Helping women gain confidence
when dealing with money

Found An Error On Your Credit Report? Here’s How To Fix It

by Stephanie Christensen on July 30, 2012

Let’s say you’ve finally gotten around to some financial housekeeping and ordered your personal credit report online. Good for you! It’s an easy first step in managing your credit and financial future.

But what happens if you find an inaccuracy in your credit report? Unfortunately, an error can impact your credit negatively as much as good financial choices can impact you positively. When you know you have a case for error, disputing mistakes on your credit report is actually a painless process, so fear not. Here are the steps you need to take, as soon as you spot the credit report error.

Make sure you know your credit report rights

By law, all three credit reporting bureaus (Experian, Equifax and TransUnion) and the creditor who reports the information are required to investigate legitimate claims of inaccuracy, and correct the information in your report if it is indeed found to be inaccurate—but it will take some patience and action on your part to makes sure that it happens.

Make sure you take action on the error

Disputing a mistake on a credit report used to involve mounds of paperwork and certified mail. Nowadays, you can easily dispute any information in your report that you find to be inaccurate, online and in seconds. If you have accessed your report online using, each of the three bureaus makes it easy to highlight the negative information on your report, and enter a request for an investigation. (However, if you have already been working with a creditor to resolve a faulty charge and gotten nowhere with it, it may behoove you to file the “old fashioned way” by mail, so that you can include copies of supporting documentation with your dispute filing). You can also file a credit report dispute by phone.

Whichever way you choose to file, make sure that you have a current copy of the credit report that is issued by each individual bureau, so that you can reference the proper ”file number” that each bureau has assigned to you, and note the proper creditor name and corresponding account number for the account you are disputing. When you report the inaccuracy, you’ll be asked the reason for your dispute, such as a missed payment that was actually paid, or an account that you didn’t know you had.

Mark your calendar and check your credit report

Once you have filed the request for an investigation, the credit bureau will contact the creditor whose information you have disputed for an investigation, which is generally completed within 30 days. Don’t apply for any additional types of credit during this time. Each bureau will notify you of the results by mail or online after thirty days from your filing. If the creditor whose record you are disputing hasn’t responded to the bureaus’ request within that time, the item will be deleted from your credit report. If the item you disputed is actually found to be accurate, it will be placed back on your credit report within five days, and you’ll receive a letter telling you so.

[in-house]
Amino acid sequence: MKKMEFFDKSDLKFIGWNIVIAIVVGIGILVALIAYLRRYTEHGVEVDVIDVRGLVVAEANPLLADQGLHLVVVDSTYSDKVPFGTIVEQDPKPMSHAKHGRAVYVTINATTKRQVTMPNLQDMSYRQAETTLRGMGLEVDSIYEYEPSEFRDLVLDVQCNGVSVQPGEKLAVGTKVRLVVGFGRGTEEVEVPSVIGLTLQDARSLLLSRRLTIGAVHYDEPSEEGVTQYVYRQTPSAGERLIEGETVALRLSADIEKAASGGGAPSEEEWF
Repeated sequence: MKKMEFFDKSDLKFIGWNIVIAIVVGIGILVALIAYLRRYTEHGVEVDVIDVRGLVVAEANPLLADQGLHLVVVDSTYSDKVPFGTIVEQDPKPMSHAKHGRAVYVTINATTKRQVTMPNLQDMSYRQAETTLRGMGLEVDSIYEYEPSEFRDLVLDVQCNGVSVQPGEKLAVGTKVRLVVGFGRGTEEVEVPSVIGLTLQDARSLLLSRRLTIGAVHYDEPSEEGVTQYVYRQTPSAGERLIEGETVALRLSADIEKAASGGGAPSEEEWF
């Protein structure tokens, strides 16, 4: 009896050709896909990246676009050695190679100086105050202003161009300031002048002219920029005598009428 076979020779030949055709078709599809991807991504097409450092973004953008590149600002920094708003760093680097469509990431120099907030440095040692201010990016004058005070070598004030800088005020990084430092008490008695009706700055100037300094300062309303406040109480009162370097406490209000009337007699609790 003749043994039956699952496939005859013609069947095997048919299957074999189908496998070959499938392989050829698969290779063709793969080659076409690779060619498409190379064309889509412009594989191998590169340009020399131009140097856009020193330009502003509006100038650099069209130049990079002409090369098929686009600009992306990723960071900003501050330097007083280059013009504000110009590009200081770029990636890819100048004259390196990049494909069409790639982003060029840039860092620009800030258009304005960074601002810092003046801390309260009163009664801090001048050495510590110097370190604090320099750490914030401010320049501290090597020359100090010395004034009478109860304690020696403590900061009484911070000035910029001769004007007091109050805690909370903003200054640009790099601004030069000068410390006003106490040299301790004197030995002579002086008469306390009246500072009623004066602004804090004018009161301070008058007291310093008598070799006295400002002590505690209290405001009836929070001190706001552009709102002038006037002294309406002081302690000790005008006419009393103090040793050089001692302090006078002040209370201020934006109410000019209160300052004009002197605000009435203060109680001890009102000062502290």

If the conclusion didn’t end in your favor, your efforts weren’t all for naught; you can tell “your side of the story” in a short statement that will be included in your file and in future reports for other potential creditors to see.

{ 3 comments… read them below or add one }

1 Kevin @ Credit Bureau Insider October 23, 2012 at 2:32 PM

Women have a far greater chance of having missing information, or on the flip side data from another person merged into a report. Each bureau has to match records with conflicting information, and assign the data to a record.

When a woman marries, often her name and address both change. This is hard for a bureau to get correct 100% of the time. Imagine Mary Smith marries Tom Jones. The credit bureau has to decide if the following combinations are all one person, two, or three:
Mary Smith
Mary Jones
Mary Jones-Smith


2 Faustina December 28, 2012 at 12:26 PM

What would you advise, should a woman keep her maiden name for credit reporting and other purposes, or use some compound variant as is quite popular, for example,
Mary Smith
Mary Jones
Mary Jones-Smith


3 Pat Drummond March 11, 2013 at 6:44 PM

As I read your post, I can imagine some people wondering how can credit reports have mistakes. Well, Stephanie is right… I’ve been working with credit reports for many many years, and basically credit agencies such as Equifax exist only to capture financial data that is being sent to them by the banks, mortgage companies, loan institutions. They have really no way of determining if the information is correct and rely on these companies to correctly enter them into the system. The report is only as good as the person reporting the data. And so, that is why it is so important to be checking your credit reports regularly.


Leave a Comment

{ 2 trackbacks }

Previous post:

Next post: